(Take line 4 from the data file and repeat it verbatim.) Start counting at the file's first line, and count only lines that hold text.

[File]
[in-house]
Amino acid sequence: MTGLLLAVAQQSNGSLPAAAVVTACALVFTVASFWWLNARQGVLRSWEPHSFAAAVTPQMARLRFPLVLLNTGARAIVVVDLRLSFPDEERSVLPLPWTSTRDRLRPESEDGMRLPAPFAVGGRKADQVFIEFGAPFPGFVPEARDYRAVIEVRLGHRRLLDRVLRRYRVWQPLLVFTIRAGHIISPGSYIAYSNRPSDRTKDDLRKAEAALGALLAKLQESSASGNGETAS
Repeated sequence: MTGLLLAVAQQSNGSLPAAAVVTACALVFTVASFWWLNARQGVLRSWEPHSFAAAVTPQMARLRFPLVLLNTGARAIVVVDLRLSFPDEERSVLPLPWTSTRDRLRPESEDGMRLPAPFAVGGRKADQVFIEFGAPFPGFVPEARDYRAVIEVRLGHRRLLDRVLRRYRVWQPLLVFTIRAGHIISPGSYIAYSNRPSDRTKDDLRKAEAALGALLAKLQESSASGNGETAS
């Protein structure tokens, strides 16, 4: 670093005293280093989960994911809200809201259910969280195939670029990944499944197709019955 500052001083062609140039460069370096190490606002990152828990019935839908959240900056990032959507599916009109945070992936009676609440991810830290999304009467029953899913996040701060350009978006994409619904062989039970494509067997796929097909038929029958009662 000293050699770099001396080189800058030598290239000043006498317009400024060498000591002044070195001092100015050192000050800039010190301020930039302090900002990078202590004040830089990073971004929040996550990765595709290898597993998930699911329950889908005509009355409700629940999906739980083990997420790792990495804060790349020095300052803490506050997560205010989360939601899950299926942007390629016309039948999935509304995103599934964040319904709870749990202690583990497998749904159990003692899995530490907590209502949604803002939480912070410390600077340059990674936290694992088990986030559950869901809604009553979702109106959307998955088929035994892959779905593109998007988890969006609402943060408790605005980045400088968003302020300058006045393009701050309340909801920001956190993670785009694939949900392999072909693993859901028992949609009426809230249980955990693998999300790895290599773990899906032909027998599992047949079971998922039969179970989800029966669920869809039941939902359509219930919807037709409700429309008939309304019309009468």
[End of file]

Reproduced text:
């Protein structure tokens, strides 16, 4: 670093005293280093989960994911809200809201259910969280195939670029990944499944197709019955 500052001083062609140039460069370096190490606002990152828990019935839908959240900056990032959507599916009109945070992936009676609440991810830290999304009467029953899913996040701060350009978006994409619904062989039970494509067997796929097909038929029958009662 000293050699770099001396080189800058030598290239000043006498317009400024060498000591002044070195001092100015050192000050800039010190301020930039302090900002990078202590004040830089990073971004929040996550990765595709290898597993998930699911329950889908005509009355409700629940999906739980083990997420790792990495804060790349020095300052803490506050997560205010989360939601899950299926942007390629016309039948999935509304995103599934964040319904709870749990202690583990497998749904159990003692899995530490907590209502949604803002939480912070410390600077340059990674936290694992088990986030559950869901809604009553979702109106959307998955088929035994892959779905593109998007988890969006609402943060408790605005980045400088968003302020300058006045393009701050309340909801920001956190993670785009694939949900392999072909693993859901028992949609009426809230249980955990693998999300790895290599773990899906032909027998599992047949079971998922039969179970989800029966669920869809039941939902359509219930919807037709409700429309008939309304019309009468």